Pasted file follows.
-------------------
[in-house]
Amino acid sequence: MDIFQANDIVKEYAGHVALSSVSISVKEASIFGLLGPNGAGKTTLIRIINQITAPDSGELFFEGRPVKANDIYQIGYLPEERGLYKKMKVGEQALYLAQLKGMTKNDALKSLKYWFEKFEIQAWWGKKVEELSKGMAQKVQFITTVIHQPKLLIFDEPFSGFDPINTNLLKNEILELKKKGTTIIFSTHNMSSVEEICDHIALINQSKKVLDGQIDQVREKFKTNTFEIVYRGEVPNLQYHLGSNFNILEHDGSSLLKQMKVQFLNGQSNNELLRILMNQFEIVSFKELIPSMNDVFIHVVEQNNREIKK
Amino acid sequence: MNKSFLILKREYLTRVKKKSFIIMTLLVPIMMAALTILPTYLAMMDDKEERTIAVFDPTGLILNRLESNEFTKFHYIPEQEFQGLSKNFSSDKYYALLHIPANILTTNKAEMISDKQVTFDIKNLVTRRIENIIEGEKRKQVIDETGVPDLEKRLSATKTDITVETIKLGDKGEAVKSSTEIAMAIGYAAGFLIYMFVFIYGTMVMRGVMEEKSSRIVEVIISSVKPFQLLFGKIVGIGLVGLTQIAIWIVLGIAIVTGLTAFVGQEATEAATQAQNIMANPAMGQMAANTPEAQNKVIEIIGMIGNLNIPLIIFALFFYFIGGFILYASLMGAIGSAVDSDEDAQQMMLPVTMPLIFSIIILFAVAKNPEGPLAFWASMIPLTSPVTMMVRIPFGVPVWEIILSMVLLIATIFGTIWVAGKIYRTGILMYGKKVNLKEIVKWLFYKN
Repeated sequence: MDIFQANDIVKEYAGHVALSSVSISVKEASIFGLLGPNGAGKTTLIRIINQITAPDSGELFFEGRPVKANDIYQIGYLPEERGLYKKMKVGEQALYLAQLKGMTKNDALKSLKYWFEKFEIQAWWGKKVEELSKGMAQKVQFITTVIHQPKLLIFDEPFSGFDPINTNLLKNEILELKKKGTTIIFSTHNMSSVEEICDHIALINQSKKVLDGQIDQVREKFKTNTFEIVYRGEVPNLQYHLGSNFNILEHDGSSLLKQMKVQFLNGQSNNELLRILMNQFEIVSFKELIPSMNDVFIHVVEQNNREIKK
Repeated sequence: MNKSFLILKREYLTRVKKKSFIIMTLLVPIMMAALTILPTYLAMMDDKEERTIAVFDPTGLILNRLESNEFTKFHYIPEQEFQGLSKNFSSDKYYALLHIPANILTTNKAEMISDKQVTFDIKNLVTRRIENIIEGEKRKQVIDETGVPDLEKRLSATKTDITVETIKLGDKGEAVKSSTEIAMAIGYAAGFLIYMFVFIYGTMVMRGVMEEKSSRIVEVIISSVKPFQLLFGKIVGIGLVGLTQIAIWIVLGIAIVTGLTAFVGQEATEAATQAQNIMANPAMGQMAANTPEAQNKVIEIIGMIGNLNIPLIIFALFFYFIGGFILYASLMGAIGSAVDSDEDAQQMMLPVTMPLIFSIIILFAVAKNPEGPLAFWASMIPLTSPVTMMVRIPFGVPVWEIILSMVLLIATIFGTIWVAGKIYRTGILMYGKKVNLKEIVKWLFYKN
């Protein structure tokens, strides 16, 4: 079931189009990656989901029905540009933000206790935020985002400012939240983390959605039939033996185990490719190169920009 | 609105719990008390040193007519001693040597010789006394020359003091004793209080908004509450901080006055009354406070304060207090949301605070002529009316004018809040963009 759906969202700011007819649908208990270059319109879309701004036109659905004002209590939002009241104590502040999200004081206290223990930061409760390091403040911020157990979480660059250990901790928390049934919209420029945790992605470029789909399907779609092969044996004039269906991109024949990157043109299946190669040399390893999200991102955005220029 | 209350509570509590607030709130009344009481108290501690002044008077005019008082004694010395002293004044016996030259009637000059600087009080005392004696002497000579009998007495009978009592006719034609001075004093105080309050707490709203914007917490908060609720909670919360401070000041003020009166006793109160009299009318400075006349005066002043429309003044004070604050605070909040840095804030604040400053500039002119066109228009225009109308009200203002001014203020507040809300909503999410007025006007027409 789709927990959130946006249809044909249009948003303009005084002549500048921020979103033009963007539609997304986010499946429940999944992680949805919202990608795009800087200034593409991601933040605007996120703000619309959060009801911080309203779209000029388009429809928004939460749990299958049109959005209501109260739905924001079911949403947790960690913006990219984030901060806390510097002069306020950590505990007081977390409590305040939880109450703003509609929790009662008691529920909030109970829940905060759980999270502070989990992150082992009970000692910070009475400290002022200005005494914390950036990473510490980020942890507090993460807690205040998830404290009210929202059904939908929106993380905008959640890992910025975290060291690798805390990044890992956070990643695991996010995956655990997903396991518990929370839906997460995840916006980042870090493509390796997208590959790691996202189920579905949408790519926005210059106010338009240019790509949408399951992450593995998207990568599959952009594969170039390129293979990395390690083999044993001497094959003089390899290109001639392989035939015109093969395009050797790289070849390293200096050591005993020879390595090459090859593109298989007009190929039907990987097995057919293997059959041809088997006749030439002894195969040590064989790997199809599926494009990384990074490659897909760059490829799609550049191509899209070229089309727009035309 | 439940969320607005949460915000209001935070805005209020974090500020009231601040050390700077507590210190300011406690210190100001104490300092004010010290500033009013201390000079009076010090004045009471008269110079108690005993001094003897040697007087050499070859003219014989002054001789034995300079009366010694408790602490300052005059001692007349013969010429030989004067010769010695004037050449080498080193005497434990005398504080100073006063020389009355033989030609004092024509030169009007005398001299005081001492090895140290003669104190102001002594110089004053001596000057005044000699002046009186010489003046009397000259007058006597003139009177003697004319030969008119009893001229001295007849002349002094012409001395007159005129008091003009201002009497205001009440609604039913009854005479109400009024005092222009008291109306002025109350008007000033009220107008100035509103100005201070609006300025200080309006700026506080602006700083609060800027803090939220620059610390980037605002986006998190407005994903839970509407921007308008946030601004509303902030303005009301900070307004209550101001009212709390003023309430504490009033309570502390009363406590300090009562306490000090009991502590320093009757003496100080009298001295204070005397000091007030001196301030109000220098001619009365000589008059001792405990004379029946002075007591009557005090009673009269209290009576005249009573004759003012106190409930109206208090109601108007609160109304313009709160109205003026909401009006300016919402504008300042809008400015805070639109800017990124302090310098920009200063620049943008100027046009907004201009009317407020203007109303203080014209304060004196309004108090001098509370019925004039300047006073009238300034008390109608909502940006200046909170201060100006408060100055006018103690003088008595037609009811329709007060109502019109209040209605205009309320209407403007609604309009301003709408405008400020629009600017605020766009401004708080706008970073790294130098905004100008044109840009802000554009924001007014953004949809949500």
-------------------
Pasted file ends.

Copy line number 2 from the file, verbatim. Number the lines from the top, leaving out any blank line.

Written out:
Amino acid sequence: MDIFQANDIVKEYAGHVALSSVSISVKEASIFGLLGPNGAGKTTLIRIINQITAPDSGELFFEGRPVKANDIYQIGYLPEERGLYKKMKVGEQALYLAQLKGMTKNDALKSLKYWFEKFEIQAWWGKKVEELSKGMAQKVQFITTVIHQPKLLIFDEPFSGFDPINTNLLKNEILELKKKGTTIIFSTHNMSSVEEICDHIALINQSKKVLDGQIDQVREKFKTNTFEIVYRGEVPNLQYHLGSNFNILEHDGSSLLKQMKVQFLNGQSNNELLRILMNQFEIVSFKELIPSMNDVFIHVVEQNNREIKK